Including people who are not in your household or limited social network increases the risk of contracting or spreading illness. If you plan on celebrating the holidays in person with people you don’t live with:

  • Wear your mask and watch your distance at all times.
  • Do not share food, drink, or any utensils.
  • Encourage guests to bring food and drinks for themselves and for members of their own household only.
  • Wear a mask while preparing or serving food to others who don’t live in your household.
  • Consider having one person serve all the food so that multiple people are not handling the serving utensils.
  • Use single-use options or identify one person to serve sharable items, like salad dressings, food containers, plates and utensils, and condiments.
  • Avoid any self-serve food or drink options, such as buffets or buffet-style potlucks, salad bars, and condiment or drink stations.
  • For 14 days before and after holiday gatherings, minimize contact with other people, and leave home only for essential services like going to work, buying groceries, and appointments with doctors; OR,
  • Obtain a negative result from a molecular (PCR) SARS-CoV2 test, on a sample obtained within 72 hours of the celebration. Information about where to obtain a test can be found at
  • Seat people with plenty of space from one another while dining.
  • Consider small seating table arrangements in multiple rooms with plenty of spacing, instead of a large family table.
  • If gathering indoors, improve ventilation by opening windows and doors.

Avoid these activities

  • Avoid sharing food and drinks.
  • Avoid shaking hands and hugging. Wave and verbally greet others instead.  
  • Avoid singing, dancing, and shouting. These activities increase your chances of catching COVID-19 through the air.  
  • Avoid in-person gatherings with people at a higher risk for severe illness from COVID-19, such as older adults and people with certain medical conditions.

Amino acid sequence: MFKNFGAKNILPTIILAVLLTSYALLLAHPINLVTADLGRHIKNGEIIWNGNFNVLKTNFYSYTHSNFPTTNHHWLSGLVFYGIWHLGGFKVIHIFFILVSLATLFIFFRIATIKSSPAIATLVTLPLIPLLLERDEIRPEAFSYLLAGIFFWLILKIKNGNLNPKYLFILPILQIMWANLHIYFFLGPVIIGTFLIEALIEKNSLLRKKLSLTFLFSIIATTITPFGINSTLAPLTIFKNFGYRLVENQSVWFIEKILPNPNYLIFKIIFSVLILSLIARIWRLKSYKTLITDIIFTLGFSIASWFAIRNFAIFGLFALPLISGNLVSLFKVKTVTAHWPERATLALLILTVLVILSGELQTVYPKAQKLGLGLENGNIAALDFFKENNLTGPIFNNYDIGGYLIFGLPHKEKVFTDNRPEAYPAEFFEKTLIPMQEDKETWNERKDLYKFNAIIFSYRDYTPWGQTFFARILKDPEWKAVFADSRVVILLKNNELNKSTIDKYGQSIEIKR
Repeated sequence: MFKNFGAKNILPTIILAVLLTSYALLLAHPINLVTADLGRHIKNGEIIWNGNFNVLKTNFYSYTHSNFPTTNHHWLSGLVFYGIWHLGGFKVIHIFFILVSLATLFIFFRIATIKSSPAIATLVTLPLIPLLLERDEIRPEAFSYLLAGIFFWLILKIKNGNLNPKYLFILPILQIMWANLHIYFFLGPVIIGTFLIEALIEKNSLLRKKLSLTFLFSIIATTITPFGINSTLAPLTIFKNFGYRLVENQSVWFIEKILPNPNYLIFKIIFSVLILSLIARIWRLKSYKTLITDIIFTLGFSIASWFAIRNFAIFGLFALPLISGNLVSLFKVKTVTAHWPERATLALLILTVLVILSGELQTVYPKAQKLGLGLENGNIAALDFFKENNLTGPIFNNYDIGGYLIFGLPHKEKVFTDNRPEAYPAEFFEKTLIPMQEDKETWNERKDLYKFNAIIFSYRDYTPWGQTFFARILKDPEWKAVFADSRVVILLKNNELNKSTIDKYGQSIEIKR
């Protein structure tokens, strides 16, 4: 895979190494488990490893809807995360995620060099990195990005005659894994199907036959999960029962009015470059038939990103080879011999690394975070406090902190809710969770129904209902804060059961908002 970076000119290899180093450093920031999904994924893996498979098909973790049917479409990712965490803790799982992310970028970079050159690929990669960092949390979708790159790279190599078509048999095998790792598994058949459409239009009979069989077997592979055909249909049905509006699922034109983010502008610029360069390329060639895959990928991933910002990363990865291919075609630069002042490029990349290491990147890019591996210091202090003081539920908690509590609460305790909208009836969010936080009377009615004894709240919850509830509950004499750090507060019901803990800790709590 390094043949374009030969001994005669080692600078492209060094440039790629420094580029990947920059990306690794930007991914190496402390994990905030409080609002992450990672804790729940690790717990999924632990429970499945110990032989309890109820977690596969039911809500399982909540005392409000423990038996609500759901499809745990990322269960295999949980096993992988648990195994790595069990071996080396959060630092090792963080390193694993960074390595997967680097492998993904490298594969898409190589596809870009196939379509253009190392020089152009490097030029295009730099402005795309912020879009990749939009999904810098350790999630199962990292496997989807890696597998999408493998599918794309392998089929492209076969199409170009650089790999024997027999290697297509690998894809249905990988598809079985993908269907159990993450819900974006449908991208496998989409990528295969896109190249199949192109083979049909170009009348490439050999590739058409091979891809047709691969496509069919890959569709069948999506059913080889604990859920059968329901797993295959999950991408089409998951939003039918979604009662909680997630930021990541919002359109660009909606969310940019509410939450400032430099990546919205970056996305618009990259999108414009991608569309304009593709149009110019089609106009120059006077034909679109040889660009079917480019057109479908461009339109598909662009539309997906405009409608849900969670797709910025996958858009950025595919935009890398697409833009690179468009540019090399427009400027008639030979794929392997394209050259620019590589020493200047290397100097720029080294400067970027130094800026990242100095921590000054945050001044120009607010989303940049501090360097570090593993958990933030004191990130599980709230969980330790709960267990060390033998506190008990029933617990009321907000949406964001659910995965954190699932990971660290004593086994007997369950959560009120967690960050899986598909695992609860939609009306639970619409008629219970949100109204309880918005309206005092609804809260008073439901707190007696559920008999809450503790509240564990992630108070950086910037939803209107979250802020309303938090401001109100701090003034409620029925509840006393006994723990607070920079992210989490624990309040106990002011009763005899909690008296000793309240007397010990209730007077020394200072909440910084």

Other important considerations

  • Community levels of COVID-19: Higher levels of COVID-19 cases and community spread in the gathering location, as well as where attendees are coming from, increase the risk of infection and spread among attendees. Consider the number and rate of COVID-19 cases in your community and in the community where you plan to celebrate when deciding whether to host or attend a holiday celebration. Find information on cases in Massachusetts cities and towns and information on cases across the United States.
  • People with or exposed to COVID-19 should avoid attending in-person celebrations. Do not host or participate in any in-person festivities if you or anyone in your household:
    • Has been diagnosed with COVID-19 and has not met the criteria for when it is safe to be around others
    • Has symptoms of COVID-19
    • Is awaiting COVID-19 viral test results
    • May have been exposed to someone with COVID-19 in the last 14 days
    • Is at increased risk of severe illness from COVID-19, such as older adults or those with certain medical conditions
  • Celebrating with your loved one in a long-term care or congregate care setting: ​There are important considerations when planning celebrations with a loved one who lives in a congregate setting​, as many people living in these settings are at higher risk of becoming sick or severely ill from COVID-19. EOHHS is offering considerations and recommendations on how to safely celebrate with a loved one in a congregate setting in a letter to families.​

All residents are also encouraged to get the flu vaccine. For additional information, please refer to the holiday guidance provided by the CDC.

New Grant Program Provides COVID-19 Relief for Cultural Organizations

The Mass Cultural Council, in partnership with the Commonwealth’s Executive Office of Housing & Economic Development, has launched the Cultural Organization Economic Recovery Grant Program, which offers grant assistance to Massachusetts nonprofit cultural organizations negatively impacted by the COVID-19 pandemic. Of the $10 million available, $2 million will be dedicated to supporting small cultural nonprofits, in alignment with the FY20 COVID-19 supplemental budget.

The Cultural Organization Economic Recovery Grant Program will grant cultural organizations up to $100,000, or three months of supported operating expenses. On an extremely limited basis, Mass Cultural Council and EOHED reserve the right to award a small number of grants worth up to $500,000 for organizations experiencing extraordinary losses. An organization must demonstrate extraordinary need and show that they face remarkable challenges that threaten its viability for this higher award amount to be considered.

Program guidelines, eligibility requirements, and the grant application for the Cultural Organization Economic Recovery Grant Program are available online. Applications are due on December 11th at 11:59 PM. An online info session for organizations interested in the program will be held at 4 PM on December 1st.